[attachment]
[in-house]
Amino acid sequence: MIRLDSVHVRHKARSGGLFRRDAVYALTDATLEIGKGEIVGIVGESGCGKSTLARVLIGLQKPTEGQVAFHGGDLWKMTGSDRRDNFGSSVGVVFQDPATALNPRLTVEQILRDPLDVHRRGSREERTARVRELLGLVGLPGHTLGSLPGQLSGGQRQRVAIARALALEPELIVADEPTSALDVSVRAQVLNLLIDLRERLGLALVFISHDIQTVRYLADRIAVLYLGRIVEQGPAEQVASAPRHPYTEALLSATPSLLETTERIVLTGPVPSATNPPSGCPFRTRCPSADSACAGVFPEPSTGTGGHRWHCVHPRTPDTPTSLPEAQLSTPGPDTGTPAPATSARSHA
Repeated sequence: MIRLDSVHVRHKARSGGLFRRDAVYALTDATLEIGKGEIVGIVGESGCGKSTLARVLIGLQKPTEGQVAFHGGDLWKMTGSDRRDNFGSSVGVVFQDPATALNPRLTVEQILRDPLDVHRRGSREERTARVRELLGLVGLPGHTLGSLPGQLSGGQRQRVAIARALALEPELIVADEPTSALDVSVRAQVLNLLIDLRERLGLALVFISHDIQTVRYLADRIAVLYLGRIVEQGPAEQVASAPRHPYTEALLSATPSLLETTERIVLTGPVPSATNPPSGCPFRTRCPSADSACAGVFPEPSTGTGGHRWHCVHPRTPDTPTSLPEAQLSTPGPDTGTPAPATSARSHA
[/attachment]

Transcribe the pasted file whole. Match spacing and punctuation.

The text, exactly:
[in-house]
Amino acid sequence: MIRLDSVHVRHKARSGGLFRRDAVYALTDATLEIGKGEIVGIVGESGCGKSTLARVLIGLQKPTEGQVAFHGGDLWKMTGSDRRDNFGSSVGVVFQDPATALNPRLTVEQILRDPLDVHRRGSREERTARVRELLGLVGLPGHTLGSLPGQLSGGQRQRVAIARALALEPELIVADEPTSALDVSVRAQVLNLLIDLRERLGLALVFISHDIQTVRYLADRIAVLYLGRIVEQGPAEQVASAPRHPYTEALLSATPSLLETTERIVLTGPVPSATNPPSGCPFRTRCPSADSACAGVFPEPSTGTGGHRWHCVHPRTPDTPTSLPEAQLSTPGPDTGTPAPATSARSHA
Repeated sequence: MIRLDSVHVRHKARSGGLFRRDAVYALTDATLEIGKGEIVGIVGESGCGKSTLARVLIGLQKPTEGQVAFHGGDLWKMTGSDRRDNFGSSVGVVFQDPATALNPRLTVEQILRDPLDVHRRGSREERTARVRELLGLVGLPGHTLGSLPGQLSGGQRQRVAIARALALEPELIVADEPTSALDVSVRAQVLNLLIDLRERLGLALVFISHDIQTVRYLADRIAVLYLGRIVEQGPAEQVASAPRHPYTEALLSATPSLLETTERIVLTGPVPSATNPPSGCPFRTRCPSADSACAGVFPEPSTGTGGHRWHCVHPRTPDTPTSLPEAQLSTPGPDTGTPAPATSARSHA